Does the manufacturer stand by you and your purchase? That is the final consideration you should be making when shopping for the best scroll saw. Well-built products often have extended warranties. Certified dealers and local service centers provide fast repairs that are covered. Finally, remote support online and over-the-phone can solve some issues quickly.
7 Best Scroll Saws: The Reviews
1. DeWalt DW788 – Best for the money
- Double parallel link arm design dramatically reduces vibration and noise for extremely accurate cuts
- Exclusive tool free blade clamps allow blade changes in seconds. Depth of Cut (inches): 2 inch
- On off switch, electronic variable speed, flexible dust blower, and blade tensioning lever all located on front upper arm
The reviews start with the DW788 by DeWalt, a product with a 20-inch throat clearance. That represents the widest gap for products targeting the hobbyist market, and it should be adequate for beginner and intermediate projects.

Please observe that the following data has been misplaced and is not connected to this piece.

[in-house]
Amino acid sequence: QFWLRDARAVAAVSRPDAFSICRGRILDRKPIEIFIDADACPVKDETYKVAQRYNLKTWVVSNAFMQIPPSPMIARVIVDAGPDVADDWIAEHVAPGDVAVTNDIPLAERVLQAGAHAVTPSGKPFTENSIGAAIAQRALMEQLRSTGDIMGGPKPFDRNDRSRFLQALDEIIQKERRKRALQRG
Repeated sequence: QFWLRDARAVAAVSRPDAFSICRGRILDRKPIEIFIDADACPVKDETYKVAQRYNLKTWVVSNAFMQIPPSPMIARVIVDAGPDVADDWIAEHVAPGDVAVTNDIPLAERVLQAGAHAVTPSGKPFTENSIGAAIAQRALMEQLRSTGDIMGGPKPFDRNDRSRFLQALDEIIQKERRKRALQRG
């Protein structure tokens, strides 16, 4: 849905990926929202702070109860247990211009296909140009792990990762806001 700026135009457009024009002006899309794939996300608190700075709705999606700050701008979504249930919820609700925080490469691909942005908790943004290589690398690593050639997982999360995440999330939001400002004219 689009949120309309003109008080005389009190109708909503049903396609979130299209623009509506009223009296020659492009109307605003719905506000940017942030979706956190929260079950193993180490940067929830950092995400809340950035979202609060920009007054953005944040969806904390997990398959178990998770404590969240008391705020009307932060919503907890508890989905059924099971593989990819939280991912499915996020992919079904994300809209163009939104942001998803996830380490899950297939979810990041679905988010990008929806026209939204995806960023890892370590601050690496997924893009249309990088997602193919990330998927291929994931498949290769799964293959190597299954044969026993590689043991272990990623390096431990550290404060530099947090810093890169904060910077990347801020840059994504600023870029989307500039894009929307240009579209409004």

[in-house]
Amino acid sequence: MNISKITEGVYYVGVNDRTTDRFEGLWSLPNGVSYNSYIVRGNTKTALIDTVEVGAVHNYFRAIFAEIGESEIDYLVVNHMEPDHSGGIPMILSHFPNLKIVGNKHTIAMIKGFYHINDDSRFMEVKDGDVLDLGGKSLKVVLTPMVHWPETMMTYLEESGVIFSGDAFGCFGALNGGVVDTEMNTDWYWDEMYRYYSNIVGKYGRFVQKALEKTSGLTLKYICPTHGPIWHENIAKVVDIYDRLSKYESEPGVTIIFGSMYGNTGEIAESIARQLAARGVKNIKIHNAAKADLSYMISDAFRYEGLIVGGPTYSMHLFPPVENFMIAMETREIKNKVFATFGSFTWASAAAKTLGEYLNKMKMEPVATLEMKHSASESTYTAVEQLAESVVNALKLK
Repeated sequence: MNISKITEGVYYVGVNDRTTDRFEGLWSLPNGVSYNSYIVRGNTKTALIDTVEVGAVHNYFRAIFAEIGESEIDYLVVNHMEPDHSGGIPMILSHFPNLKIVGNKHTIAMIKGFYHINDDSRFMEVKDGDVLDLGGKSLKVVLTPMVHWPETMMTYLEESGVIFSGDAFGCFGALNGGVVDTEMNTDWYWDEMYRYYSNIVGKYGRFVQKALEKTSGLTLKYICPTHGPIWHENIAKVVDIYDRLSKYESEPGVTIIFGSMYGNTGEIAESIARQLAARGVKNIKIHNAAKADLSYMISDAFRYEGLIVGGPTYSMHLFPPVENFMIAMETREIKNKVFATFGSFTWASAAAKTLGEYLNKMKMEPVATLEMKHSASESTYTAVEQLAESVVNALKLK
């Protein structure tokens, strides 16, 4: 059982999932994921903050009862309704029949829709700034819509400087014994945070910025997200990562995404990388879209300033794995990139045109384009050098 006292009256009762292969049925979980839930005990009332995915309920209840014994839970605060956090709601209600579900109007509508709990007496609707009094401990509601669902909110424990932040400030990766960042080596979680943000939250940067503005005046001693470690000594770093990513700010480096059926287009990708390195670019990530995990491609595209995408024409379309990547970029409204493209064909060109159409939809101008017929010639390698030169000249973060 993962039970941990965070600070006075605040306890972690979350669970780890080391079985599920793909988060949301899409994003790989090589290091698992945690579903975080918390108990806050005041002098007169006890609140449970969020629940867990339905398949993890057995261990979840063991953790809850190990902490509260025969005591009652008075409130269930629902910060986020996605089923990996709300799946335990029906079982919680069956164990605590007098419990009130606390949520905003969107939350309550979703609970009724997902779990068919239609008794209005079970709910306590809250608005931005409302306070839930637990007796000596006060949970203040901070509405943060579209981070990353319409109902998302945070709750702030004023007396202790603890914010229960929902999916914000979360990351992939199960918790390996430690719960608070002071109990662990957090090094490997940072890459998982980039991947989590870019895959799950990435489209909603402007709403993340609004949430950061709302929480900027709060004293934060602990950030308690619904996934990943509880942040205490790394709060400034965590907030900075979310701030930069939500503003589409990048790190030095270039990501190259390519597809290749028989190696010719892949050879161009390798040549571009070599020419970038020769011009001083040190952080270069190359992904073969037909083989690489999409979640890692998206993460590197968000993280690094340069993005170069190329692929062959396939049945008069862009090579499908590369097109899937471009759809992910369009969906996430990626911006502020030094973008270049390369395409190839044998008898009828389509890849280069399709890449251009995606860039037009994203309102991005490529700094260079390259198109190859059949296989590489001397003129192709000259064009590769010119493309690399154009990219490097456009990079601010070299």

The DW788 measures 29.5 L x 19.5 W x 12.1-inches high. Its larger throat clearance makes it longer, but you should still be able to find room on your workbench. One thing you will notice with this scroll saw is its 56-pounds in weight, making it average in the weight category.
A double-parallel link-arm design helps to keep the blade cutting straight up and down. DeWalt selected the arm structure to help reduce overall noise and vibration transfer. That, along with the table weight, appears to succeed in doing just that.
DeWalt includes a 1.3-amp electric motor on this scroll saw. It uses electronic variable speed controls to generate between 400 and 1,750 Strokes Per Minute. That control allows you to cut a variety of wood species without excessive markings or burns along the edge of the cut.
- Provides 20-inch throat clearance
- Solid cast-iron table
- Solid manufacturer coverage
- A bit heavy at 56-pounds
- The 20-inch throat clearane will cost you more
2. Delta Power Tools 40-694 20-Inch Scroll Saw
- Electronic variable speed can be adjusted from 400-1,750 SPM for a wide array of cutting applications
- Dual parallel link arm design reduces vibration reducing over and under cutting improving accuracy and quality